Judson lays down in the shallow trench beside the cow as the old man covers him in grass, and only Judson's head peeps out above the ground. The old man tells Judson not to fall asleep, and that he will shoot Judson if he tries to get up from the trench. Judson begins to cry as he can barely stand the cow's crunching, and his crying continues for an hour until the cow stops chewing. The old man asks Judson what he will do once when the thief comes near the cow, and Judson says he doesn't know.

The mamba starts to slide towards the cow, and when the mamba is five feet away from the cow, the old man shouts to Judson to "go and get" (15) the thief. Judson quickly lifts his head as the mamba strikes Judson on the chest. Judson falls down screaming but eventually gets back up and rips at his chest as the old man watches from his window. The poison works almost immediately, and Judson is soon dead.

The mamba slides towards the cow after Judson dies and begins to drink from the cow's udder. The story ends with the old man repeating the phrase, "we don't mind you having his share" (16).


In An African Story, Roald Dahl explores several intersecting characters within a frame story. An African Story begins by introducing the setting. It is September 1939, and the people of England know about the beginning of World War II immediately, while people in more distant places know of the war on a slightly delayed timeline—"a few minutes later," the narrator says. Dahl begins this story with a lighter mood with words like "little" (3) when describing the Tiger Moth planes, and shows the whimsical nature of the young man. This whimsy is juxtaposed with the young man's death, and the story and takes on a darker tone as it leads into the tale of the old man and the black mamba. This frame story hints at some of the changes the young man goes through before his death, as the story he writes about the old man, Judson, and the cow and black mamba deals with themes of revenge, symbiosis, and the restoration of order.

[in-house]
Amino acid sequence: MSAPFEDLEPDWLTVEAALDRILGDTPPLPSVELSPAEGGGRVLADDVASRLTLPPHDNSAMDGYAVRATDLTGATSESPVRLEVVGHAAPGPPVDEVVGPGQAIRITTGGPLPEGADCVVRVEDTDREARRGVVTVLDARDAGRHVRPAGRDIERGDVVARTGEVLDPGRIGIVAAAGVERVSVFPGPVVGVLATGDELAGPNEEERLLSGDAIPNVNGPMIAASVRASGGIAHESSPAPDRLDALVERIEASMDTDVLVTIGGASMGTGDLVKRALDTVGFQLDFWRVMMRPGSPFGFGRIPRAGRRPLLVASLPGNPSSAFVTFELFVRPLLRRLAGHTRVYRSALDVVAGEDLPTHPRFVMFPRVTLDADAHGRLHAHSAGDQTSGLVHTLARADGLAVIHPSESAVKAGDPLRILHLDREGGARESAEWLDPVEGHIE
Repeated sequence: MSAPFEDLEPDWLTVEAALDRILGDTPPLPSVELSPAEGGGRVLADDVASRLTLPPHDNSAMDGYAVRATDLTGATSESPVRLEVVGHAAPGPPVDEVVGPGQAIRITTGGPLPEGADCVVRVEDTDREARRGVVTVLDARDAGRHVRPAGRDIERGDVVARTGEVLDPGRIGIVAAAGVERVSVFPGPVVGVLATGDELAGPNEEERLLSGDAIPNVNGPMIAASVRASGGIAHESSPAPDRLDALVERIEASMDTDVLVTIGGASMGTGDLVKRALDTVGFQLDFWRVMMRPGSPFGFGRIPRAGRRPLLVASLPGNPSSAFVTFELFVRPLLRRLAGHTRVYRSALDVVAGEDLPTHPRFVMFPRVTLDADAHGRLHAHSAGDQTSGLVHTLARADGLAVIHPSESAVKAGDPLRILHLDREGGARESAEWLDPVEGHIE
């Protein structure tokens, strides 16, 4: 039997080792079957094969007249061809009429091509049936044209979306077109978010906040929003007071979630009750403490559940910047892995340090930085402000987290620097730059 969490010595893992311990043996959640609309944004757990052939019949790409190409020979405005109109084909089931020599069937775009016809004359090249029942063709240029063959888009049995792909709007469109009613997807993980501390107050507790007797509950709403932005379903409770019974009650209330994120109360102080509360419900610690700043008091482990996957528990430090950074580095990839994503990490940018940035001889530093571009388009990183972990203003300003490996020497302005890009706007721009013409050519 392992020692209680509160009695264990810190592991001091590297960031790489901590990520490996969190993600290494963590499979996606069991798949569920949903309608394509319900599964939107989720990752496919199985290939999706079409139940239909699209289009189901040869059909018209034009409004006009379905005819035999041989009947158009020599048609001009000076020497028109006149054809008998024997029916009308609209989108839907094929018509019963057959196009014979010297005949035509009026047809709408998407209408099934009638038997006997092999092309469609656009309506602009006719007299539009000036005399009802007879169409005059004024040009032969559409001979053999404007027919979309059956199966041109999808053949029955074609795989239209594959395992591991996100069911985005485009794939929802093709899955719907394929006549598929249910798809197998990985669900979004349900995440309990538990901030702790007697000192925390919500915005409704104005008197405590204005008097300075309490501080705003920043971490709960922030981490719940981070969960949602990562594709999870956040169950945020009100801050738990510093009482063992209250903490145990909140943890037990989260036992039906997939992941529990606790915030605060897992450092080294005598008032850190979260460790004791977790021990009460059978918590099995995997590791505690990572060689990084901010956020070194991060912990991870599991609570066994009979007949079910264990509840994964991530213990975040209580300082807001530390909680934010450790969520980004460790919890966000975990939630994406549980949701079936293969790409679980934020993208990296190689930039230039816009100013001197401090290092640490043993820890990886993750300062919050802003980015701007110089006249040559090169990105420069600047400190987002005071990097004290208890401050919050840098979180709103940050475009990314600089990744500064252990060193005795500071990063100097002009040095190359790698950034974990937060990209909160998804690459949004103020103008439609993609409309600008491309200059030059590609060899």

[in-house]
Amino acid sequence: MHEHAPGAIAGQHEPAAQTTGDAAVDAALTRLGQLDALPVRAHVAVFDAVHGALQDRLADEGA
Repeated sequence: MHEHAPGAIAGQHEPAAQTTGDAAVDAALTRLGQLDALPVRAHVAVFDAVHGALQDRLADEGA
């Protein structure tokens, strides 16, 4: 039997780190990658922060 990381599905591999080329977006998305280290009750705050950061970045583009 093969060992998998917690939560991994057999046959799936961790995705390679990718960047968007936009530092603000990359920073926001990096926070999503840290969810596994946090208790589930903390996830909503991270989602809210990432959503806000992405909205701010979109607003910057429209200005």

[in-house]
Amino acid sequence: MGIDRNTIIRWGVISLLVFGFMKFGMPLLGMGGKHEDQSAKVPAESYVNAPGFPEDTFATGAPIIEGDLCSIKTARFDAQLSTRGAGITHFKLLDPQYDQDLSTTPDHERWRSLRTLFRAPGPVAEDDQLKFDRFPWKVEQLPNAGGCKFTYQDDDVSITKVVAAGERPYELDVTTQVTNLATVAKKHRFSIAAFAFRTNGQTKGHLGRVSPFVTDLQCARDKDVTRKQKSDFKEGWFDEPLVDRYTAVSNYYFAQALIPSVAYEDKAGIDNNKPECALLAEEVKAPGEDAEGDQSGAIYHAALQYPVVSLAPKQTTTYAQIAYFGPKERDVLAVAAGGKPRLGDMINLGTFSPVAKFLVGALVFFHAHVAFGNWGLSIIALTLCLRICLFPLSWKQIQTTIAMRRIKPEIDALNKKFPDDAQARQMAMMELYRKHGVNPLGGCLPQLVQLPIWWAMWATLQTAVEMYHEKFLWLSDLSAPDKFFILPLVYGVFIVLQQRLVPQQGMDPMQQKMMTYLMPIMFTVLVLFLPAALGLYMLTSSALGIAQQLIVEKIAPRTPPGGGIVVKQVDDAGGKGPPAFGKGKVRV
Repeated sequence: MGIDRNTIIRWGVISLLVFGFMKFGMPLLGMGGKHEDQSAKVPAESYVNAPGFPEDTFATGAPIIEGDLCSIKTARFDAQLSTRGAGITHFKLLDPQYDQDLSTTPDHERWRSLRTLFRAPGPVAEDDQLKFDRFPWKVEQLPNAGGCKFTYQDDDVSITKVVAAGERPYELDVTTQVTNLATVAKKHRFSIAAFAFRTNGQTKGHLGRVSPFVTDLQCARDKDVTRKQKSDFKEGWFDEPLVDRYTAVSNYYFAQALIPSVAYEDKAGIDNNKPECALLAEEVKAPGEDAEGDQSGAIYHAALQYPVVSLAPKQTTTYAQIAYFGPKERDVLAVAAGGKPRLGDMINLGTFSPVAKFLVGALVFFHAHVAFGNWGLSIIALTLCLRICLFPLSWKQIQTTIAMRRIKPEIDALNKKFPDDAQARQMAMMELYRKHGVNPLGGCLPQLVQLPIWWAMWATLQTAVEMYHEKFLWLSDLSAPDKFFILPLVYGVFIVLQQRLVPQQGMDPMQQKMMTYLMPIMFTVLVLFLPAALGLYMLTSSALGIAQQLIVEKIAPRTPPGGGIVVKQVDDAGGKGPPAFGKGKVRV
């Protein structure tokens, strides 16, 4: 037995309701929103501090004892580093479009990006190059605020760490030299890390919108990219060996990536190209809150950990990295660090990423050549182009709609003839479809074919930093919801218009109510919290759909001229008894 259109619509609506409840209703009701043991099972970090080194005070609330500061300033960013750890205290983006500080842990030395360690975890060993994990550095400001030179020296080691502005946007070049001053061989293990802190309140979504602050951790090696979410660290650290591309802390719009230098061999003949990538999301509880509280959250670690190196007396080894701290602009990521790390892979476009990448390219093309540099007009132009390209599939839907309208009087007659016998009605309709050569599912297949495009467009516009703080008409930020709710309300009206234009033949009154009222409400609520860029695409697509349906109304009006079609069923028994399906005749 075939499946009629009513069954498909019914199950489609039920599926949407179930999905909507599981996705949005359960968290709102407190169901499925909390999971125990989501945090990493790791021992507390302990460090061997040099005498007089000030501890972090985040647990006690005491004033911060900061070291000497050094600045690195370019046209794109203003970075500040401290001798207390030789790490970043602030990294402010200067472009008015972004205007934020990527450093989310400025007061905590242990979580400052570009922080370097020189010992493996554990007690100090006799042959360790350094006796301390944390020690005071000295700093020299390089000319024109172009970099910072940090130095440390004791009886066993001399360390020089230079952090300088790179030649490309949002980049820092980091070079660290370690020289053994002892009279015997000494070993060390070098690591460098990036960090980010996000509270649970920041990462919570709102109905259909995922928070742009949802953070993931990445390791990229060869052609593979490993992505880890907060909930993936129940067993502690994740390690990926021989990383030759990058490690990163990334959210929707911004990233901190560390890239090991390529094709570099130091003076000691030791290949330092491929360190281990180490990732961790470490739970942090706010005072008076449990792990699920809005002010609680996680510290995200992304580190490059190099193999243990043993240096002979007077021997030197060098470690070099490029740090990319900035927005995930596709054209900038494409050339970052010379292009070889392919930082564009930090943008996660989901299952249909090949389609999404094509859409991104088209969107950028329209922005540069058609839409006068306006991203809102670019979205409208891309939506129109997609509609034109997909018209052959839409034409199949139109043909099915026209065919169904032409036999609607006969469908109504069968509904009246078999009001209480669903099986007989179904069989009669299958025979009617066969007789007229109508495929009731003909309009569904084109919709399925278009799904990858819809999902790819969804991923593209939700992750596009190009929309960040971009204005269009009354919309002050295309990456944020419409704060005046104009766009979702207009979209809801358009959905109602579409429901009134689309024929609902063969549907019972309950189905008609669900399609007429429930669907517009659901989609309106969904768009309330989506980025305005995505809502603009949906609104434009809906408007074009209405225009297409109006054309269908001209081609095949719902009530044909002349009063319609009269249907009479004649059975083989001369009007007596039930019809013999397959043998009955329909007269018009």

In the story, the old man and Judson are set up as rivals, as the old man expresses his immense rage at Judson's beating of his dog. This beating is nonsensical, as Judson claims that "he can't stand noises like" (6) the ones the dog was making while it licked its paw. Judson's slobbering hints at his brutality, and the Dahl uses free indirect discourse when calling Judson a "creature," taking on the old man's perspective. The story reveals Judson's inhumanity as his immense cruelty, and the pleasure that he takes in killing animals, come to the forefront.

In contrast, the old man observes the peaceful symbiosis between his black cow and the black mamba. Even though the mamba is a venomous snake, it does not hurt the cow, and feeds off of its full udders. This mamba takes Judson's share of milk, and after Judson shares that he once killed a sleeping dog by dropping a stone on its head, the old man asks Judson to go outside and stake out the thief.

In order to exact revenge on Judson, the narrator sets Judson up to be bitten by the mamba. But, the frame story structure shows that in telling this story, the old man relieves a weight that he is carrying, almost like a confession. This suggests that this revenge takes a toll on the old man, and he may feel some remorse. But, the story also suggests that the mamba is significantly less harmful than Judson, and thus seems to deserve Judson's share of milk.

This story also contends with two evils. The old man chooses the lesser of the two evils, since snakes are traditionally associated with the devil and with corruption, but the mamba peacefully takes from the cow and is known to be a very shy animal unless provoked. Judson, on the other hand, is a violent aggressor, asserting his power through violence whenever anything bothers him. Thus, this story also explores the difficulty of choosing between different forces, and the power of revenge in this choice.